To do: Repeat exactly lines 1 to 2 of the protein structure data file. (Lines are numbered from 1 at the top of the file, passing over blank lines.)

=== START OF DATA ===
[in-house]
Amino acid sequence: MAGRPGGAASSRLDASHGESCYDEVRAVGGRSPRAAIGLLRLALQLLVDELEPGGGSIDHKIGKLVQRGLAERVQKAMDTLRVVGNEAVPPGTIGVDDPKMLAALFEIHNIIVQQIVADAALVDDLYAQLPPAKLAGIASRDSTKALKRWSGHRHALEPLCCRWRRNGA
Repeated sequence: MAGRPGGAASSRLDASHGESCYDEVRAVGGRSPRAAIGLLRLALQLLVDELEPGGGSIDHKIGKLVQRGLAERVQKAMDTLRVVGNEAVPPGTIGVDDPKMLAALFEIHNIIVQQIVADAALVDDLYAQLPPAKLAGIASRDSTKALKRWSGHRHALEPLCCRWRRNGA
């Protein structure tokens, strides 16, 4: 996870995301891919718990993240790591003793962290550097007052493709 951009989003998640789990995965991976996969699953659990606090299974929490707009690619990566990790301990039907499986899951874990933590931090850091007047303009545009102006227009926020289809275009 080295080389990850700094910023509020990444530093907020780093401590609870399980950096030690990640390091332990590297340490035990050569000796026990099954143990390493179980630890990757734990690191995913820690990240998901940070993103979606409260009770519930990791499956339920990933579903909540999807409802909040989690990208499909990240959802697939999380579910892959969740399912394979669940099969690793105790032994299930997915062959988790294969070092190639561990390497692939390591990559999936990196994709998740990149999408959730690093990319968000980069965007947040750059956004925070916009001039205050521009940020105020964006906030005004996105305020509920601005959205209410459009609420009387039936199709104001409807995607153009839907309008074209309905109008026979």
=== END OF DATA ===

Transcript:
[in-house]
Amino acid sequence: MAGRPGGAASSRLDASHGESCYDEVRAVGGRSPRAAIGLLRLALQLLVDELEPGGGSIDHKIGKLVQRGLAERVQKAMDTLRVVGNEAVPPGTIGVDDPKMLAALFEIHNIIVQQIVADAALVDDLYAQLPPAKLAGIASRDSTKALKRWSGHRHALEPLCCRWRRNGA